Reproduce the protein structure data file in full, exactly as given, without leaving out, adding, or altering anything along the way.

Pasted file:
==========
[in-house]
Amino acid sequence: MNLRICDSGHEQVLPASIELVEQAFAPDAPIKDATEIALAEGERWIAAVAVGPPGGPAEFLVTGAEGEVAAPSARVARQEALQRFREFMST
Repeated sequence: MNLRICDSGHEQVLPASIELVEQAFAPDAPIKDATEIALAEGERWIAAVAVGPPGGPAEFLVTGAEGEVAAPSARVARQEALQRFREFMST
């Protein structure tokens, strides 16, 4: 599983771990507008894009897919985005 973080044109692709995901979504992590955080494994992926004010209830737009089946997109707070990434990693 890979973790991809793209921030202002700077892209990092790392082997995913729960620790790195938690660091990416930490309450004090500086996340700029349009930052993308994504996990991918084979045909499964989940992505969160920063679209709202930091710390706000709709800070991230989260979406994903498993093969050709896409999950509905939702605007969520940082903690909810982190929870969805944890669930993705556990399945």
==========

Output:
[in-house]
Amino acid sequence: MNLRICDSGHEQVLPASIELVEQAFAPDAPIKDATEIALAEGERWIAAVAVGPPGGPAEFLVTGAEGEVAAPSARVARQEALQRFREFMST
Repeated sequence: MNLRICDSGHEQVLPASIELVEQAFAPDAPIKDATEIALAEGERWIAAVAVGPPGGPAEFLVTGAEGEVAAPSARVARQEALQRFREFMST
């Protein structure tokens, strides 16, 4: 599983771990507008894009897919985005 973080044109692709995901979504992590955080494994992926004010209830737009089946997109707070990434990693 890979973790991809793209921030202002700077892209990092790392082997995913729960620790790195938690660091990416930490309450004090500086996340700029349009930052993308994504996990991918084979045909499964989940992505969160920063679209709202930091710390706000709709800070991230989260979406994903498993093969050709896409999950509905939702605007969520940082903690909810982190929870969805944890669930993705556990399945």